How Conservation Practice can Generate Evidence.

Published online
22 Feb 2023
Published by
Conservation Evidence
Content type
Book chapter

Ockendon, N. & Cadotte, M. W. & Eklund, J. & Ferraro, P. J. & Fisher, M. & Hancock, M. & Worthington, T. A.

Publication language


Conservation practice provides a considerable opportunity to generate new evidence to inform future decision-making. Substantial resources are currently invested in data collection and monitoring, yet too often these are ineffectively designed, meaning the data gathered contributes little to building an evidence base. However, thinking in advance about how actions are implemented, data are collected, and results are shared can greatly increase the usefulness of the results. Controls, comparisons, replication, randomisation, and preregistration can all improve the value of the data collected. This chapter first discusses which different approaches to data collection, including measuring outputs, measuring outcomes, testing actions, or evaluating impact, are best applied to selected circumstances. Secondly, it describes the principles of experimental design. Finally, it describes how the evidence generated from well-designed experiments can be effectively shared with the wider community.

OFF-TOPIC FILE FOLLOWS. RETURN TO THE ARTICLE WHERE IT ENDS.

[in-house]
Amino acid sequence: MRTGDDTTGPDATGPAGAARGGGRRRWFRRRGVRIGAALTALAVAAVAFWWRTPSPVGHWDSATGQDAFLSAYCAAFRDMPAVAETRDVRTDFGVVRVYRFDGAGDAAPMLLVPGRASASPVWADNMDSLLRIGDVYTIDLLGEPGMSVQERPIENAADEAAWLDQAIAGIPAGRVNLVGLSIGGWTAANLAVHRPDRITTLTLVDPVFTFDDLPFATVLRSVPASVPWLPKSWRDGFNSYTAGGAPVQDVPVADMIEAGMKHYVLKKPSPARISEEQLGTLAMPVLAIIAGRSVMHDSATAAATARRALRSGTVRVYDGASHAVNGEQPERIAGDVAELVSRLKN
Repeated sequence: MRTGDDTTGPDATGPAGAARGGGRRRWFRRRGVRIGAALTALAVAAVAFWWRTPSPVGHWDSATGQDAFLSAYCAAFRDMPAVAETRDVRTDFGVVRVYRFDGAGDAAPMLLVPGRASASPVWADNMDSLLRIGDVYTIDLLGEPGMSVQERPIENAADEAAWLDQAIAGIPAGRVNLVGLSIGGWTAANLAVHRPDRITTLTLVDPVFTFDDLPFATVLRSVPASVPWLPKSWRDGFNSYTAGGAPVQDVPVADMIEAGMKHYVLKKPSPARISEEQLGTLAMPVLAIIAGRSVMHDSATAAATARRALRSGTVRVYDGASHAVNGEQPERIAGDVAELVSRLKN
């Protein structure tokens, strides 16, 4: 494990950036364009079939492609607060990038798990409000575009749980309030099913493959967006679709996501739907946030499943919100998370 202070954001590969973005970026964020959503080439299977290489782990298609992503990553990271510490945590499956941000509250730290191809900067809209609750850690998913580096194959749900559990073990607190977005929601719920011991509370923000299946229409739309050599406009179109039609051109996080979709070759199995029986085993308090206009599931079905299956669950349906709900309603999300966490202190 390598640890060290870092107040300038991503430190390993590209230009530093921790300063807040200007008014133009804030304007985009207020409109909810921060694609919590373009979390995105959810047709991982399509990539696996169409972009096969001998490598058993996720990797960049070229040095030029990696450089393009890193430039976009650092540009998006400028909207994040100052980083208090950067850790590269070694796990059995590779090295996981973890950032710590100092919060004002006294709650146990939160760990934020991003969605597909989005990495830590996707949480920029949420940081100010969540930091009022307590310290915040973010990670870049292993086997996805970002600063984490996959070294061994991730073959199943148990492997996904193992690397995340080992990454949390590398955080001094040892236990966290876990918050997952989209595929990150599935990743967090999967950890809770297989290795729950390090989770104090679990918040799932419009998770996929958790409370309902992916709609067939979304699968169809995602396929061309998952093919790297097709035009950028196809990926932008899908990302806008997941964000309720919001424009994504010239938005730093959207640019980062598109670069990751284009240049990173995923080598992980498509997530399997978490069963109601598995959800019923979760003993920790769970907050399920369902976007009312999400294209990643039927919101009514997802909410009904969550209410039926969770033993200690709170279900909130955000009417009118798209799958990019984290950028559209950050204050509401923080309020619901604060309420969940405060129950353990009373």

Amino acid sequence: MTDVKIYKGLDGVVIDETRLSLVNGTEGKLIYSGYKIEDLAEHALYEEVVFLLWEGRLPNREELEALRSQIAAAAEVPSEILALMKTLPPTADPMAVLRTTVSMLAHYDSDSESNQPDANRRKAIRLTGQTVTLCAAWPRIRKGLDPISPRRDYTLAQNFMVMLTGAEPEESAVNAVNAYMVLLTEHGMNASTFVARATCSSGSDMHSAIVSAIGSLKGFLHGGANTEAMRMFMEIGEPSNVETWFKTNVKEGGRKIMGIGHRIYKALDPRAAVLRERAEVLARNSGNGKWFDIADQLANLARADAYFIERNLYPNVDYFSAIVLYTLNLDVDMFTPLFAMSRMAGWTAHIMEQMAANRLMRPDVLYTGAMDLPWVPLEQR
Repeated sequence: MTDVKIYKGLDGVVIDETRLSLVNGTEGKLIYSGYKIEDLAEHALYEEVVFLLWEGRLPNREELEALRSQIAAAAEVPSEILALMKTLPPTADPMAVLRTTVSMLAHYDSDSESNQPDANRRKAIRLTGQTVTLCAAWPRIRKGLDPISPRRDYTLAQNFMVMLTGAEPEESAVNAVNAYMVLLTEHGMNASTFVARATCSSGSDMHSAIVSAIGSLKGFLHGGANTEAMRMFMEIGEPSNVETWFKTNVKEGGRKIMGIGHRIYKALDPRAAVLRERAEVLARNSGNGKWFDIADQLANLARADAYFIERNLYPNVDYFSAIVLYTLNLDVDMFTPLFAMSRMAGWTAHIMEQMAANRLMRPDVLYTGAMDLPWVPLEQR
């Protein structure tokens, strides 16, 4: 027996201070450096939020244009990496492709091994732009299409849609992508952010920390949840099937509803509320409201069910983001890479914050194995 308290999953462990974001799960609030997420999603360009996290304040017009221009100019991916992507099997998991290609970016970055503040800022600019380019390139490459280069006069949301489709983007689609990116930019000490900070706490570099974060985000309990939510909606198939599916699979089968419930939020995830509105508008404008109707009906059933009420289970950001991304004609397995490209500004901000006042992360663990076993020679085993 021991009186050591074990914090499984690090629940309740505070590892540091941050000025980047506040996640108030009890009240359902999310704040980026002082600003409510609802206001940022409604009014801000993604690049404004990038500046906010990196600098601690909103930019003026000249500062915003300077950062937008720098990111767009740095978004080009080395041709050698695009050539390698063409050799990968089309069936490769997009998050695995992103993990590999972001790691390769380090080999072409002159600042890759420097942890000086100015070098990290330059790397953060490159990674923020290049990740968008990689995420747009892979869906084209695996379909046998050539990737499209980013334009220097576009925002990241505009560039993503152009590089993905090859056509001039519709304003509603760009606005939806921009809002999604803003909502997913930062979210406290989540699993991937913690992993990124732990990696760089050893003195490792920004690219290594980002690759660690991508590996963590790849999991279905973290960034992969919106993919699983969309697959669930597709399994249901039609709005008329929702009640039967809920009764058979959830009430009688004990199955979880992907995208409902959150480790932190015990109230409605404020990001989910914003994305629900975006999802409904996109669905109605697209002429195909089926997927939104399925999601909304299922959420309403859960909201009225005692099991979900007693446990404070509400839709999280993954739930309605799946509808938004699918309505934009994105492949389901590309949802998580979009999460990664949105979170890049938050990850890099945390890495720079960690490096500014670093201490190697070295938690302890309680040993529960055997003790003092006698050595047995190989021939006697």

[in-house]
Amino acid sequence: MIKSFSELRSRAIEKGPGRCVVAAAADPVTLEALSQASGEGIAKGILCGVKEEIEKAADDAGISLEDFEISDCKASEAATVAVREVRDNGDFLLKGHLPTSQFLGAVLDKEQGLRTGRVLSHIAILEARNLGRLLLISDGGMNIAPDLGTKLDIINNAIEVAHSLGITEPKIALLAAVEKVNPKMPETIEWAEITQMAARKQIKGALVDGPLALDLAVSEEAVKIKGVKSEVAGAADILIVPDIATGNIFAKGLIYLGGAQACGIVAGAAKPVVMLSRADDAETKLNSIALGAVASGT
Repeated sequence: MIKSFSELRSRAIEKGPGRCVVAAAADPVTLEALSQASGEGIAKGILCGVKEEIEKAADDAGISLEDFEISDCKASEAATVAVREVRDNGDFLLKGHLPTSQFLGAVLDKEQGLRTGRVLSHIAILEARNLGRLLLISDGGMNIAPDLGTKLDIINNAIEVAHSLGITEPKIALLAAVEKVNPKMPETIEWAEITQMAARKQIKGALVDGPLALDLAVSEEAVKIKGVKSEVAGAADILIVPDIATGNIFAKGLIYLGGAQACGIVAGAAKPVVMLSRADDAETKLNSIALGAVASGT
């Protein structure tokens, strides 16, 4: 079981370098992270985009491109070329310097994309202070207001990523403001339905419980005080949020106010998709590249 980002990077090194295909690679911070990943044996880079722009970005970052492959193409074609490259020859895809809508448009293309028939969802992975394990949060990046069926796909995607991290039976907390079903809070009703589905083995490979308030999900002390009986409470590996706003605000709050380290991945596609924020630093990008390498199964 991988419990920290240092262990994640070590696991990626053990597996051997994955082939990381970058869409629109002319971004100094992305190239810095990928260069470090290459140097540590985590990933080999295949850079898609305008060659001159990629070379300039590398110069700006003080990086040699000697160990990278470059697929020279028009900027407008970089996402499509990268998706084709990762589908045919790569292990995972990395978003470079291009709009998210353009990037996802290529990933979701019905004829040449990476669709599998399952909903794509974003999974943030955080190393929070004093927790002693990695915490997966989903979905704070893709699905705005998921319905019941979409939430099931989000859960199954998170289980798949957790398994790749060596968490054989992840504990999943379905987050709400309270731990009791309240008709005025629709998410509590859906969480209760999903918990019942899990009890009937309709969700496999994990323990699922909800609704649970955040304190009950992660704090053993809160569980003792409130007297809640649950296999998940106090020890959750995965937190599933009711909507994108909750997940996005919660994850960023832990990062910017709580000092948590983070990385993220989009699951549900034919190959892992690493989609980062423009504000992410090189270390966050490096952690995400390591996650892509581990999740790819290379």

Key words